Tactical Analysis: Everton 3-2 Newcastle

After producing a dominant first half display, Everton held off a second half Newcastle comeback to run out 3-2 winners at Goodison Park. Romelu Lukaku put in the type of shift that will have Chelsea manager Jose Mourinho questioning why he loaned out the young Belgian striker, scoring twice and assisting Ross Barkley in the opening 45 minutes to give Everton a 3-0 going into the break. Half time substitute Johan Cabaye drew one back for the visitors with a fine strike in the 51st minute. Loic Remy tacked on a second in the 89th to make for a tense finish but the home side were able to hold on.

Roberto Martinez made several changes to the side that earned a dramatic 3-2 win over West Ham the last time out in the league. Lukaku replaced Nikica Jelavic up front. James McCarthy won his first start alongside Gareth Barry in the double pivot. Leon Osman was used further up the pitch in a left attacking midfield role meaning Steven Naismith was relegated to a spot on the bench.

Alan Pardew tends to use either 4-3-3 or 4-4-2 formations but today it was more of a 4-2-3-1. Vernon Anita and Cheik Tiote played deep in midfield with Moussa Sissoko operating behind striker Loic Remy in a central attacking midfield role. Hatem Ben Arfa usually starts on the right side of midfield but was used on the left. Yoan Gouffran played on the right. Pardew presumably used Gouffran on the right because he thought he’d do a better job tracking Leighton Baines’ runs forward. The back four was unchanged from the side that lost 3-2 to Hull last weekend.

Newcastle fail to deal with Howard long balls
There were a number of interesting tactical features that impacted this match but both of Lukaku’s goals had more to do with poor defending from Newcastle than any overarching tactical feature. Lukaku’s goals were however quite interesting because they were uncharacteristic of a Roberto Martinez coached side. Martinez encourages his sides to build attacks patiently from the back and therefore prefers his goalkeepers role the ball out to ensure possession is kept rather than launching hopeful long balls forward. But both of Lukaku’s goals stemmed from balls played long by Howard. For Lukaku’s opener, Coloccini failed to adequately deal with Howard’s long clearance- the Newcastle center back headed it directly into the path of Mirallas who dribbled down the right wing before cutting back for Lukaku to finish.  Coloccini was again partially at fault for Lukaku’s second. The Argentine allowed Howard’s long ball forward to run past him and into the path of Lukaku. Krul should have been closer to the edge of his box to collect the ball before Lukaku could get on the end of it but failed to do so. Lukaku’s second goal in particular isn’t one you’d expect Everton to score many more of this season but shows what a direct threat the powerful Belgian can be in the rare occasions Everton do play long out of the back.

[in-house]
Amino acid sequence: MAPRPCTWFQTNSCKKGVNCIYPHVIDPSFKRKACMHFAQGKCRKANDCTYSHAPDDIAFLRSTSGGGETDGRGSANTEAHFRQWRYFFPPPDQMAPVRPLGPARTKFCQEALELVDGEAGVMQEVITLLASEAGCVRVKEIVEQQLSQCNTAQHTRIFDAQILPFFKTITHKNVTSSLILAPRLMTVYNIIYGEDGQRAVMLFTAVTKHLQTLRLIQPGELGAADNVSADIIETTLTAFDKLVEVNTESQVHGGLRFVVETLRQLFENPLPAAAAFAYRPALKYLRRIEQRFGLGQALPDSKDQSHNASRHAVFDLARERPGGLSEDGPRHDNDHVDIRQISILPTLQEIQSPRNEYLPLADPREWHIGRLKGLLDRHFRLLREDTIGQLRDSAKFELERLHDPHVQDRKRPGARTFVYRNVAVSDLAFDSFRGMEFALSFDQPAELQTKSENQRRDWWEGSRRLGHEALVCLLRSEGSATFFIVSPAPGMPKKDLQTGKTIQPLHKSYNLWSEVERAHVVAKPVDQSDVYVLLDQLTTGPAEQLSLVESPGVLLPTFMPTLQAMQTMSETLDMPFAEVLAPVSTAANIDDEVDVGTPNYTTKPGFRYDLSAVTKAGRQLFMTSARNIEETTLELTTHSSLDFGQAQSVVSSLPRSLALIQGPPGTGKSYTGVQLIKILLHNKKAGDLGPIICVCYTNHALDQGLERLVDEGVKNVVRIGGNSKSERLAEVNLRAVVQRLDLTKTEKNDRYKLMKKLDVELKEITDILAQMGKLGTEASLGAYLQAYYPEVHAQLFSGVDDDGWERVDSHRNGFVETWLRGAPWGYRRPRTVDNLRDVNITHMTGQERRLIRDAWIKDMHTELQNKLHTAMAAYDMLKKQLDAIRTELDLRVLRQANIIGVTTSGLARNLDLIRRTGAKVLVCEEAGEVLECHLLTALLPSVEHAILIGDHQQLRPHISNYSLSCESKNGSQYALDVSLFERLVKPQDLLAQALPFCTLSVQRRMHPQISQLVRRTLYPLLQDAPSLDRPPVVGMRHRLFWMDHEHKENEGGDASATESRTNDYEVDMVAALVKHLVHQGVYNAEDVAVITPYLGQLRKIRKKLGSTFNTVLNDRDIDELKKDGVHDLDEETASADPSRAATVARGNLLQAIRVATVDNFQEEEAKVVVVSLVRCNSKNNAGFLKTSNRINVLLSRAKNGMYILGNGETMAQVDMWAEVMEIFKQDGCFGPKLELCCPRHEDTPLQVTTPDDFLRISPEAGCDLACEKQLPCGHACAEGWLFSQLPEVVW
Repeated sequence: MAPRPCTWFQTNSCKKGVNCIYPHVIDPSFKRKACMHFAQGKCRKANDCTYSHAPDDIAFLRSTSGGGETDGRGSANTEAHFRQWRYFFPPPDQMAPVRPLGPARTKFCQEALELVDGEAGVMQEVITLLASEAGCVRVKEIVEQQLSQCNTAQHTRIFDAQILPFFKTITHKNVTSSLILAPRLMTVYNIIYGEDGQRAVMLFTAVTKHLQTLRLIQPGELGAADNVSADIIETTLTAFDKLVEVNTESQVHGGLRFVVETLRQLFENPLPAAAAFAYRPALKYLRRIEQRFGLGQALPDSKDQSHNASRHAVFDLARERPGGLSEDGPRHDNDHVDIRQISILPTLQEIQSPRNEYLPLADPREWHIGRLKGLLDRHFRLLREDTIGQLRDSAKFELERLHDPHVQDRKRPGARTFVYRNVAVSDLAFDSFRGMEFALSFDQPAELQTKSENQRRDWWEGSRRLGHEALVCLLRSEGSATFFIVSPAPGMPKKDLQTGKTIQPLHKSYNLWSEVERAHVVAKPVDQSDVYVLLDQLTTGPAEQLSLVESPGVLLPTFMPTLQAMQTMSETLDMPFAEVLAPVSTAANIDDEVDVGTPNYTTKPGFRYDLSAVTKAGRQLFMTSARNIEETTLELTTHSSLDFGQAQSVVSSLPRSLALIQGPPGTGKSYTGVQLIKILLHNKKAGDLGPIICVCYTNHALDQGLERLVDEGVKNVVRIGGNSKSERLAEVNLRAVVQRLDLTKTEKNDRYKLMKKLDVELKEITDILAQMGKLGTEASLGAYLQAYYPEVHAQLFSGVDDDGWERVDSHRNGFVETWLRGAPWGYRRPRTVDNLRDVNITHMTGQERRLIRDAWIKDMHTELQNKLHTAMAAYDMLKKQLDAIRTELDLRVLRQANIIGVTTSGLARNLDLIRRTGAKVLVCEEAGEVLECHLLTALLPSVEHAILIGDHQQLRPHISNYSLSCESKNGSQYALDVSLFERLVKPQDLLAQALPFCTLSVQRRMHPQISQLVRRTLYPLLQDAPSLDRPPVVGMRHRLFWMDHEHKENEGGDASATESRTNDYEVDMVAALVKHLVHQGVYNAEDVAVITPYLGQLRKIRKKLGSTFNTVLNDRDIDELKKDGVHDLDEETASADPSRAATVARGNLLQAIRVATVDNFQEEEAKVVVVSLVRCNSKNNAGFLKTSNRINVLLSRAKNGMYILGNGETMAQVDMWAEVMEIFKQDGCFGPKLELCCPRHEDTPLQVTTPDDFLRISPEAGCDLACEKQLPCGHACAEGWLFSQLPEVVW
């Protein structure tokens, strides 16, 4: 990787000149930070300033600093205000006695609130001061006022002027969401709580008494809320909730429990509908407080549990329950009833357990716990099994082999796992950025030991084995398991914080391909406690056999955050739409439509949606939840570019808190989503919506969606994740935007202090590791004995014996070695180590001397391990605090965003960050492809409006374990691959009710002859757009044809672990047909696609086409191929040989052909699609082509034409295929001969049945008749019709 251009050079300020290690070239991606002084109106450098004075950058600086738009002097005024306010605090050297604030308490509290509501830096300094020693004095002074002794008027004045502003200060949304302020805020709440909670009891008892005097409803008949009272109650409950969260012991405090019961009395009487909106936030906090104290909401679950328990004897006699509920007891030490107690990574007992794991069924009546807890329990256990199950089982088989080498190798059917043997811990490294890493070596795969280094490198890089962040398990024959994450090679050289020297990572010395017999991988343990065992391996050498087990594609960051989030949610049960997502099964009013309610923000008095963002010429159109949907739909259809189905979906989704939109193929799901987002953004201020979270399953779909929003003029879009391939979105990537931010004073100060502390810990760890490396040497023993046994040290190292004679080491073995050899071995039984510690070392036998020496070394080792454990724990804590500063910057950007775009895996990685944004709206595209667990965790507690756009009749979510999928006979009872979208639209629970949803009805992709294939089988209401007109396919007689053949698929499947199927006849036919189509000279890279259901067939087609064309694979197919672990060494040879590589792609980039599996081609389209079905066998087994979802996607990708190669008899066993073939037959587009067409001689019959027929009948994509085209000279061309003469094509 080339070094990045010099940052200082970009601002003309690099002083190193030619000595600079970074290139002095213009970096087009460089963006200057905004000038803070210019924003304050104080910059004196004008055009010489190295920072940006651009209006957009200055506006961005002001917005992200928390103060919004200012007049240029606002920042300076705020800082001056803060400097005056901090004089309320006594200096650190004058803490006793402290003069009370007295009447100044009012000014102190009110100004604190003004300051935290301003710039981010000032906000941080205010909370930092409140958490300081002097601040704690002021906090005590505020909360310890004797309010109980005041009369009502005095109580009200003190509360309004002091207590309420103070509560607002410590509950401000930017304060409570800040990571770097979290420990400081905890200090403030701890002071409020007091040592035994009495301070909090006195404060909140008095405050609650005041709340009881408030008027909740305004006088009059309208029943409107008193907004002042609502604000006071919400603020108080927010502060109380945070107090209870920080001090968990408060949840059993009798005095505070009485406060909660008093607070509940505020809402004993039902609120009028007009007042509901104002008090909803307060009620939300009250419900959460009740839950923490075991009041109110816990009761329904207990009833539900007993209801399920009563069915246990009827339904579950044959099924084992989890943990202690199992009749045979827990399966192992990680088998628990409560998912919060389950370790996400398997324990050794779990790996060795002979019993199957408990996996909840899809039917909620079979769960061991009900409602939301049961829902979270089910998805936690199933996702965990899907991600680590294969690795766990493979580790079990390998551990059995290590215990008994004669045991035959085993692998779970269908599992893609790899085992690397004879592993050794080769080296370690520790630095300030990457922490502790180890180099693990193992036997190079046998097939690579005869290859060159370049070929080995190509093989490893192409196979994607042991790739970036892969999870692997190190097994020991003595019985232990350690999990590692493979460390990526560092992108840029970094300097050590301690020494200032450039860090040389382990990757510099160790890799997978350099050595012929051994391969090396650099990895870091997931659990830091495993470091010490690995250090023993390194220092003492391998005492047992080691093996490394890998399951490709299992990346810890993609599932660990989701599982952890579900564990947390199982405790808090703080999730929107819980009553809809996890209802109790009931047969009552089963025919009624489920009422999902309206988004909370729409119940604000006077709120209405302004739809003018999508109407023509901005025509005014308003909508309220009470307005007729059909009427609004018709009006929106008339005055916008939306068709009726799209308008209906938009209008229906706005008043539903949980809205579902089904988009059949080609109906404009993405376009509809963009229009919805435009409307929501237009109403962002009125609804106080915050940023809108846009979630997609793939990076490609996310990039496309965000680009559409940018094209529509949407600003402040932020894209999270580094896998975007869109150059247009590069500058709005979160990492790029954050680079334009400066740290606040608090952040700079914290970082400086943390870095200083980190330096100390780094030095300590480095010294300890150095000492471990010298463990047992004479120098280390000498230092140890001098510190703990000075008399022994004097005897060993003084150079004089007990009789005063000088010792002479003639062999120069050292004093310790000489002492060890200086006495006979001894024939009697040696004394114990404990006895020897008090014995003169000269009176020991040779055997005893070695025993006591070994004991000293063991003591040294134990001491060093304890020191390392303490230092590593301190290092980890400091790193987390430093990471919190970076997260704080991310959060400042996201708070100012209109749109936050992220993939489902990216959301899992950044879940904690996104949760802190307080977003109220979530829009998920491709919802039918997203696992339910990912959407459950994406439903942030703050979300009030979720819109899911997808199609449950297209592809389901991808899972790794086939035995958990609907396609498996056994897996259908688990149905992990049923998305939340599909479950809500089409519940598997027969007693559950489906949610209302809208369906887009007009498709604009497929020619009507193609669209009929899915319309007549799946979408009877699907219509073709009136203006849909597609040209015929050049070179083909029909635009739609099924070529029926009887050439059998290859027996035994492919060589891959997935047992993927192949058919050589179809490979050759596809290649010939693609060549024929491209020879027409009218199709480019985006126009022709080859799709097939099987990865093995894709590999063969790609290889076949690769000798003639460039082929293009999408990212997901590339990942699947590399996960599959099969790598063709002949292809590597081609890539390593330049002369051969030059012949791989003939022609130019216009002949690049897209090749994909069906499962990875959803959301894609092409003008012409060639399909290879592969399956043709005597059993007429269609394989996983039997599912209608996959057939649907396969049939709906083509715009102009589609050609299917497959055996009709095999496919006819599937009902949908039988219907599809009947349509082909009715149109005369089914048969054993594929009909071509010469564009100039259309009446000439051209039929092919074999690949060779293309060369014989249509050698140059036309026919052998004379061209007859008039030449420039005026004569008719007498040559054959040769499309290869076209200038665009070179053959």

Baines and Coleman overload Newcastle fullbacks
Leighton Baines and Seamus Coleman operated more as wing backs (as has consistently been the case under Martinez) and pushed high up the pitch in possession. They looked to overlap Osman and Mirallas tucking inside from their wide midfield positions. The effects of this advanced positioning were twofold.  When Gouffran and Ben Arfa failed to track their forays forward, it left the Newcastle fullbacks to defend 1 v. 2 down the flanks. Everton combined well down the flanks all evening, particularly on the left where Baines and Osman combined for 23 passes. When Gouffran and Ben Arfa did track the runs of Baines and Coleman, it pushed the two Newcastle wide men deep into their own defensive half. When Newcastle won the ball back they couldn’t get back into the attacking third of the pitch quickly enough to provide support for Sissoko and Remy.

Newcastle could have exploited the space in behind Everton’s advanced fullbacks on the counter. However, they couldn’t find a quick outlet pass forward on which to spring those counters.

Osman and Barkley overload Anita
Another key element of the first half that ties in to Everton’s wide play was Osman’s tendency to tuck inside to a narrow position on the left. Not only did this provide space for Baines to overlap on the outside, it also gave Everton a man advantage in central areas. For the most part the matchup in the middle of the pitch was Sissoko on Barry, Tiote on McCarthy and Anita slightly deeper checking the movement of Barkley. Osman’s movement into the middle gave Everton a 4 v. 3 advantage. He tucked inside towards Barkley to create overloads on Anita. This opened up dangerous space for Barkley between the seams because Anita had to leave him and step to ball when Osman was in possession. Osman played 17 passes to Barkley, Everton’s highest pass combination.

Newcaste lack creativity through the middle